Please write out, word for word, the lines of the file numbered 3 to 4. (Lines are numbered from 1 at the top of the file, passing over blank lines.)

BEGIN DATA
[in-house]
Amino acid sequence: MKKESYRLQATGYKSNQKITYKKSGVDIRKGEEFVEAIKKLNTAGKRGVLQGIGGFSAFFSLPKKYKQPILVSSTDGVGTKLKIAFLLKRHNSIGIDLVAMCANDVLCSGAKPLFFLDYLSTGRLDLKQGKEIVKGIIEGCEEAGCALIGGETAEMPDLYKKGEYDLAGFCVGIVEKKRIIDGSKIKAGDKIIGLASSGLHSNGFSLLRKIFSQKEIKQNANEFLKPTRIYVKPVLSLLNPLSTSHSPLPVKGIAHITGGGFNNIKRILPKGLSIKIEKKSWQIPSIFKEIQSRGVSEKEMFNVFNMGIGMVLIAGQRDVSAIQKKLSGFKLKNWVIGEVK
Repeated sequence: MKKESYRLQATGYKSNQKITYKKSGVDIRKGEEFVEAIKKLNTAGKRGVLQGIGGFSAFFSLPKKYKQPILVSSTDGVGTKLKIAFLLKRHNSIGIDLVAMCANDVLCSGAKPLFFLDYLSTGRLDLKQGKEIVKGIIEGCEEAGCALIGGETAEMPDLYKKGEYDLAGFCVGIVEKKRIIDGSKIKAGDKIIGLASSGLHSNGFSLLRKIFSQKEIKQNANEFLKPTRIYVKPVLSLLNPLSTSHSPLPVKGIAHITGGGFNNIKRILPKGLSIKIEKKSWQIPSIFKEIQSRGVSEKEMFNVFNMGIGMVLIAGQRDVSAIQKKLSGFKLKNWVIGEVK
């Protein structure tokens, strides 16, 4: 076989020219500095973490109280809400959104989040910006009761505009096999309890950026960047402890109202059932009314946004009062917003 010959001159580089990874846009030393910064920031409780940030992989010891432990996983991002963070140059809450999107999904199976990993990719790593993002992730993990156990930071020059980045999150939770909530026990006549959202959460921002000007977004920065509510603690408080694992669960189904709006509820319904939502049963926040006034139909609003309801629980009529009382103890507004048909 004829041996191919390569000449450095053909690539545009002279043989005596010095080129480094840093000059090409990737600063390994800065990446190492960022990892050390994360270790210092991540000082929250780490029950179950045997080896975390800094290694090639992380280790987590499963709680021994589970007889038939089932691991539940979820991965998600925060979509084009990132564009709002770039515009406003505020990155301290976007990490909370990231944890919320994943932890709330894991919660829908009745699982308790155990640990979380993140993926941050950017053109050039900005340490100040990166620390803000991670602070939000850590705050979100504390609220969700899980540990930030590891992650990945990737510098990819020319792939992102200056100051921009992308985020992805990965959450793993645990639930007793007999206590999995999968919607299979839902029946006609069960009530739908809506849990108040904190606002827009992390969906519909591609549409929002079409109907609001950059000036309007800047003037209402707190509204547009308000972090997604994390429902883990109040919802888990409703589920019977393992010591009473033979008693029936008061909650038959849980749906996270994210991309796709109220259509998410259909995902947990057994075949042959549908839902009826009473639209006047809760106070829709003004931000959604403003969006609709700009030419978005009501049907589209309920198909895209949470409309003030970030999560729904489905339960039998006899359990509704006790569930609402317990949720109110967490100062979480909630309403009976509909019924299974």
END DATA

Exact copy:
Repeated sequence: MKKESYRLQATGYKSNQKITYKKSGVDIRKGEEFVEAIKKLNTAGKRGVLQGIGGFSAFFSLPKKYKQPILVSSTDGVGTKLKIAFLLKRHNSIGIDLVAMCANDVLCSGAKPLFFLDYLSTGRLDLKQGKEIVKGIIEGCEEAGCALIGGETAEMPDLYKKGEYDLAGFCVGIVEKKRIIDGSKIKAGDKIIGLASSGLHSNGFSLLRKIFSQKEIKQNANEFLKPTRIYVKPVLSLLNPLSTSHSPLPVKGIAHITGGGFNNIKRILPKGLSIKIEKKSWQIPSIFKEIQSRGVSEKEMFNVFNMGIGMVLIAGQRDVSAIQKKLSGFKLKNWVIGEVK
């Protein structure tokens, strides 16, 4: 076989020219500095973490109280809400959104989040910006009761505009096999309890950026960047402890109202059932009314946004009062917003 010959001159580089990874846009030393910064920031409780940030992989010891432990996983991002963070140059809450999107999904199976990993990719790593993002992730993990156990930071020059980045999150939770909530026990006549959202959460921002000007977004920065509510603690408080694992669960189904709006509820319904939502049963926040006034139909609003309801629980009529009382103890507004048909 004829041996191919390569000449450095053909690539545009002279043989005596010095080129480094840093000059090409990737600063390994800065990446190492960022990892050390994360270790210092991540000082929250780490029950179950045997080896975390800094290694090639992380280790987590499963709680021994589970007889038939089932691991539940979820991965998600925060979509084009990132564009709002770039515009406003505020990155301290976007990490909370990231944890919320994943932890709330894991919660829908009745699982308790155990640990979380993140993926941050950017053109050039900005340490100040990166620390803000991670602070939000850590705050979100504390609220969700899980540990930030590891992650990945990737510098990819020319792939992102200056100051921009992308985020992805990965959450793993645990639930007793007999206590999995999968919607299979839902029946006609069960009530739908809506849990108040904190606002827009992390969906519909591609549409929002079409109907609001950059000036309007800047003037209402707190509204547009308000972090997604994390429902883990109040919802888990409703589920019977393992010591009473033979008693029936008061909650038959849980749906996270994210991309796709109220259509998410259909995902947990057994075949042959549908839902009826009473639209006047809760106070829709003004931000959604403003969006609709700009030419978005009501049907589209309920198909895209949470409309003030970030999560729904489905339960039998006899359990509704006790569930609402317990949720109110967490100062979480909630309403009976509909019924299974």